5 Best Cars Under $15,000

NEW YORK ( MainStreet) --'Yes, you can still buy a new car for less than $15,000. No, it's not the size of your coffee table or a pockmarked misfit in your local dealer's "hail sale"'section. '

According to auto pricing site TrueCar, the average amount paid for a car in August was $30,274. That's 0.3% lower than what buyers paid in july, but 1.4% higher than what they were parting with a year ago. Meanwhile, average incentives dropped from $2,614 (or 8.8% of the total price of a car) to $2,457 (8.1%).

That's wonderful for the auto industry, but not so much for the poor souls shopping in a recovering market. '

Despite this, there are still some deals to be found. TrueCar's Brandi Schaffels crunched the numbers and came up with five cars that can be had for less than half the national average without checking out buying used or holding a paddle at a police auction:

2012 Suzuki SX4
MSRP: $14,614
Average sale price: $13,156 '

The SX4 is one of the most affordable all-wheel drive vehicles on the market, but this isn't that SX4. No, this is a front-wheel drive with 150 horsepower, a six-speed manual transmission and extremely basic features including power windows and locks. The absolute base model doesn't even include a radio and has combined mileage of 25 mpg, the lowest on this list. The price is about as small as you'll find for even a small sedan, but considering how stripped down the rest of the vehicle is, we're surprised Suzuki even bothered to name it SX4 when "Car" would have done just fine.

2012 Ford Fiesta Sedan
MSRP: $13,995
Average sale price: $13,442 '

Don't call it an econobox. The Fiesta sedan may not be as sexy as the hatchback version, but it still has Bluetooth and digital media player compatibility through Microsoft's ( MSFT) SYNC system, tons of available apps and its 29 miles per gallon city in the city and 38 on the highway. Granted, you'have to make do with a manual transmission and without available playthings such as a power moonroof, heated leather-trimmed seats and capless fuel intake, but there's a price to be paid for frugality. '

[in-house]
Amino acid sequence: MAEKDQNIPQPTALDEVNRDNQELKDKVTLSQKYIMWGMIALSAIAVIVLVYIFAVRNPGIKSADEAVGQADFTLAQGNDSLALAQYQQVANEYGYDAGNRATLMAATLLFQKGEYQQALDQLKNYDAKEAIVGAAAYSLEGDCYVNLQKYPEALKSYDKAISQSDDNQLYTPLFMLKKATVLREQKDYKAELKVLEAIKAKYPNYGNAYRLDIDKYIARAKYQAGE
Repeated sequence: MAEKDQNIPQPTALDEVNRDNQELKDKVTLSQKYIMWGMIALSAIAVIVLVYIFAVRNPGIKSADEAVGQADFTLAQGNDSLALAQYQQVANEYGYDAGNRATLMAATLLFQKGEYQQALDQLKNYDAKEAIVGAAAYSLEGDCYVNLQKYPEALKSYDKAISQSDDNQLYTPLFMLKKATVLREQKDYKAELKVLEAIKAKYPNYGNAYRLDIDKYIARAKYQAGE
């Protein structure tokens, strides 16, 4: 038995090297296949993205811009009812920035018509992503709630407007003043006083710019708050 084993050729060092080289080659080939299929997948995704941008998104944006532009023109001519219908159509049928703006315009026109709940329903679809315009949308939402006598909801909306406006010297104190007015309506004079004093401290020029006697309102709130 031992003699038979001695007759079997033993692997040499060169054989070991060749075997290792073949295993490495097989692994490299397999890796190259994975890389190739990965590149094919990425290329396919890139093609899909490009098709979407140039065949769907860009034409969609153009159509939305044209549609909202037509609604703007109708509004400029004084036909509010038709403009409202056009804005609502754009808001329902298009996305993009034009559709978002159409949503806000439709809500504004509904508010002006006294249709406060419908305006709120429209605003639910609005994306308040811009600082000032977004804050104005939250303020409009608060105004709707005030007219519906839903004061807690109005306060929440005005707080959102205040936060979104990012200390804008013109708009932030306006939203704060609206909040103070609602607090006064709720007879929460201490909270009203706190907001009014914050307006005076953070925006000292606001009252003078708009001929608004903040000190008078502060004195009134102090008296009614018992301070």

2012 Chevrolet Sonic Sedan
MSRP: $14,660
Average sale price: $13,999 '

General Motors ( GM) isn't too big for a small sedan. The relatively new Sonic's comfortable ride, smooth steering and combined mileage of nearly 30 miles per gallon (including 35 on the highway) make up for the manual transmission, but drivers get a lot of toys for the money. The base LS model includes a tilt-and-telescoping steering wheel, a 60/40-split rear seat, a trip computer, OnStar emergency system and a four-speaker AM/FM stereo with an auxiliary audio jack.

2012 Kia Forte
MSRP: $15,950
Average sale price: $14,442 '

Kia and Hyundai just don't do deals. Their cars are selling for 6% more than they were at this time last year. Their average incentives dropped 17% over that span to just about $1,100 per car, the least generous in the industry. When those companies offer a vehicle such as the Forte with standard MP3 and Sirius-XM ( SIRI) in the audio system, audio control and Bluetooth wireless in the steering wheel, a fuel-efficiency monitor, combined 29 mpg fuel efficiency and nearly 15 cubic feet of cargo room and a 10 year, 100,000-mile warranty at this price, you give it some serious thought.

'

2012 Nissan Sentra Sedan
MSRP: $17,210
Average sale price: $14,830 '

Among vehicles in the price range, the Sentra's practically a luxury car. Its combined 27 miles per gallon lags behind pricier Sentras' 30 mpg efficiency, but its audio system has a jack for mobile devices, its interior is packed with power everything and its safety features are among the best in its class. It also helps that it's being offered by Nissan, which gave away an average of nearly $3,000 in incentives per vehicle last month.

-- Written by Jason Notte in Boston.

>To contact the writer of this article, click here: Jason Notte.

>To follow the writer on Twitter, go to http://twitter.com/notteham. '

>To submit a news tip, send an email to: tips@thestreet.com. '

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Jason Notte is a reporter for TheStreet. His writing has appeared in The New York Times, The Huffington Post, Esquire.com, Time Out New York, the Boston Herald, the Boston Phoenix, the Metro newspaper and the Colorado Springs Independent. He previously served as the political and global affairs editor for Metro U.S., layout editor for Boston Now, assistant news editor for the Herald News of West Paterson, N.J., editor of Go Out! Magazine in Hoboken, N.J., and copy editor and lifestyle editor at the Jersey Journal in Jersey City, N.J.

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